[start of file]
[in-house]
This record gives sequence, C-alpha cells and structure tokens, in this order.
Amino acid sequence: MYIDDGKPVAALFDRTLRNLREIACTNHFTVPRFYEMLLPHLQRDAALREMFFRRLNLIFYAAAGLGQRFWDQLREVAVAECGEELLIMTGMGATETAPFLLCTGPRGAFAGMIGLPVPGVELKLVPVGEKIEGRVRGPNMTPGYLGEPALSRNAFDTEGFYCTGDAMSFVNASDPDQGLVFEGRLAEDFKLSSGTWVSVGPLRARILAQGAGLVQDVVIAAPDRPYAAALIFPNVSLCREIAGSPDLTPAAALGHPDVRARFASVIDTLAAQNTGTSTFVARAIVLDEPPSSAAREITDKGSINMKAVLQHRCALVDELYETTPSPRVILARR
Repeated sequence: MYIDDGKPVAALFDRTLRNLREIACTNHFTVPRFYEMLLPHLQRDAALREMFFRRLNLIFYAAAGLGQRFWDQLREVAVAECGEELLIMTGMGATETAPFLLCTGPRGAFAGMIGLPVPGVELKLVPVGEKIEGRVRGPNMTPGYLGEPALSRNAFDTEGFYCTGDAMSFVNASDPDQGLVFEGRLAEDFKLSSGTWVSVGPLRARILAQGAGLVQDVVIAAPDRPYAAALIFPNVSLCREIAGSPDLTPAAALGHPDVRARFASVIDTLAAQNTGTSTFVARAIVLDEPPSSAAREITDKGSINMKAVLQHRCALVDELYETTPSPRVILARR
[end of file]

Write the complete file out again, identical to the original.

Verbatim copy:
[in-house]
This record gives sequence, C-alpha cells and structure tokens, in this order.
Amino acid sequence: MYIDDGKPVAALFDRTLRNLREIACTNHFTVPRFYEMLLPHLQRDAALREMFFRRLNLIFYAAAGLGQRFWDQLREVAVAECGEELLIMTGMGATETAPFLLCTGPRGAFAGMIGLPVPGVELKLVPVGEKIEGRVRGPNMTPGYLGEPALSRNAFDTEGFYCTGDAMSFVNASDPDQGLVFEGRLAEDFKLSSGTWVSVGPLRARILAQGAGLVQDVVIAAPDRPYAAALIFPNVSLCREIAGSPDLTPAAALGHPDVRARFASVIDTLAAQNTGTSTFVARAIVLDEPPSSAAREITDKGSINMKAVLQHRCALVDELYETTPSPRVILARR
Repeated sequence: MYIDDGKPVAALFDRTLRNLREIACTNHFTVPRFYEMLLPHLQRDAALREMFFRRLNLIFYAAAGLGQRFWDQLREVAVAECGEELLIMTGMGATETAPFLLCTGPRGAFAGMIGLPVPGVELKLVPVGEKIEGRVRGPNMTPGYLGEPALSRNAFDTEGFYCTGDAMSFVNASDPDQGLVFEGRLAEDFKLSSGTWVSVGPLRARILAQGAGLVQDVVIAAPDRPYAAALIFPNVSLCREIAGSPDLTPAAALGHPDVRARFASVIDTLAAQNTGTSTFVARAIVLDEPPSSAAREITDKGSINMKAVLQHRCALVDELYETTPSPRVILARR